Have you ever wondered what humans did before numbers existed? How they organized their lives, traded goods, or kept track of their treasures? What would your life be like without them?

Numbers began as simple representations of everyday things, but mathematics rapidly took on a life of its own, occupying a parallel virtual world. In *Are Numbers Real?* Brian Clegg explores the way that maths has become more and more detached from reality, yet despite this is driving the development of modern physics.

From devising a new counting system based on goats, through the weird and wonderful mathematics of imaginary numbers and infinity to the debate over whether mathematics has too much influence on the direction of science, this fascinating and accessible book opens the reader's eyes to the hidden reality of the strange yet familiar world of numbers.

"In "Are Numbers Real "Clegg tackles a very deep question in his usual way; with clarity, wit and a wonderfully clear narrative writing style. For me, numbers are like natural language: they obviously don t exist in a physical sense you cannot trip over the number '2' in the street yet numbers are at the heart of understanding the universe. Clegg covers a wide variety of subjects to seek out the truth of the matter in an engaging and hugely accessible way. I personally couldn't put it down, and as an active researcher in the field itself, it has provided me with some very real (?) food for thought." Dr. Peet Morris. University of Oxford.

"Brian Clegg's "Are Numbers Real?" Is a compact, very readable, and highly entertaining history of the development and use of mathematics to answer the important practical questions involved in advancing civilization... Even for the reader not versed in the vector calculus used in the statement of Maxwell s Laws, simply seeing the four Laws mathematically stated will induce (certainly the "mot juste" here) the feeling that this is the way the Universe is meant to be understood. And that sense of wonder permeates the entire book...a superb introduction to mathematics, science, and that branch of philosophy devoted to exploring the nature of reality." Dr. James Stein, Professor of Mathematics at CSULB.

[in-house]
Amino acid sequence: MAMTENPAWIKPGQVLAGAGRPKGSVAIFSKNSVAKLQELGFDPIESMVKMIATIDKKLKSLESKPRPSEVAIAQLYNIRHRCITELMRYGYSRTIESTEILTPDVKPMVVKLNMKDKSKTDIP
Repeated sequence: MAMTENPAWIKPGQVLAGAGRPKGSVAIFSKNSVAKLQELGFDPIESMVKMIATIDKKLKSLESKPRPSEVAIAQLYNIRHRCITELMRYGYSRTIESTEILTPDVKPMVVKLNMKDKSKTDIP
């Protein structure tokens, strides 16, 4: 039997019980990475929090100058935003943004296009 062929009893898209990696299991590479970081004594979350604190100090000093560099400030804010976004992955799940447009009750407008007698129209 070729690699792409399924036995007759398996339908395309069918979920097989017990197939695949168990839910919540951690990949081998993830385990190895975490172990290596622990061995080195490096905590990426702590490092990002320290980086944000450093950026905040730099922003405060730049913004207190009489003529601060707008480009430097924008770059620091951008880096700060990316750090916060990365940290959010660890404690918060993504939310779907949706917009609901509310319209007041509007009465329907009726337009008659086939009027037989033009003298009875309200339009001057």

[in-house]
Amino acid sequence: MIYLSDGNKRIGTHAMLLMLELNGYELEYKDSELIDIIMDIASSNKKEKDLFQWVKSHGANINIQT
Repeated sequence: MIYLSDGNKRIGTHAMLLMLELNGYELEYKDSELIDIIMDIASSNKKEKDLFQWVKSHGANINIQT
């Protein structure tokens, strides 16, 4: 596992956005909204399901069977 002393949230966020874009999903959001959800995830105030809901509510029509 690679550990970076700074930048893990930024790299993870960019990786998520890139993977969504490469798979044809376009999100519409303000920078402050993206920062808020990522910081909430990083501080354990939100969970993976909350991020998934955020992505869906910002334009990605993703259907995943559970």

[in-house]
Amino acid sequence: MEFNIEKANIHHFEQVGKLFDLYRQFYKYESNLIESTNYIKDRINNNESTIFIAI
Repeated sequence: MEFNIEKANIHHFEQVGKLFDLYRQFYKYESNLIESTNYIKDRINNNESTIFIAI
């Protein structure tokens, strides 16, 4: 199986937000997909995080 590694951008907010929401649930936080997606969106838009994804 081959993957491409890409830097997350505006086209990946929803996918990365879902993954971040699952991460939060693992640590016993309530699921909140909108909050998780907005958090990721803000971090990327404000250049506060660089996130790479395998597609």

You can read an article on Isaac Asimov, mathematics and the collapse of empire, inspired by Are Numbers Real? at the St Martin's Press website.

Listen to an interview on *Are Numbers Real?* with James Stein on the New Books Network:

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This book is not just about numbers. It is about the whole of mathematics, its relationship to reality and its role for science. The reader goes through the whole history of mathematics and science. One might say that all of this we know already, but the author manages to find new interesting angles to approach all the main topics in the book… The description of the emergence of nothing is one of the highlights of the book. Most innovative to this reviewer, however, is Chapter 7. The name of Roger Bacon has not been completely unknown in the history of science and mathematics but normally not that much credit goes to him. Brian Clegg turns the tables here. **Peeter M****üü****rsepp, MathSciNet**

Clegg covers a lot of ground in 262 pages, by turns deftly, digressively and densely. Reading his book is like following a straight line around the world: it gives us a better understanding of exactly where we are. **Mike Doherty, Macleans Magazine.**

Even the most math-phobic have nothing to fear in the latest from English science writer Clegg… lighthearted yet far-reaching look at the history of numbers and how we use them… an entertaining and accessible look at the numbers we take for granted every day. **Publishers Weekly**

Clegg is an outstanding science writer, and this book lives up to his usual standard. Highly recommended for those interested in math or science. **Library Journal**

Are Numbers Real? Is a superb introduction to mathematics, science, and that branch of philosophy devoted to exploring the nature of reality. **Jim Stein, New Books Network**

Solid as a straightforward chronology of how mathematics has developed over time, and the author adds a provocative note urging scientists to keep it in its place. **Kirkus Reviews**

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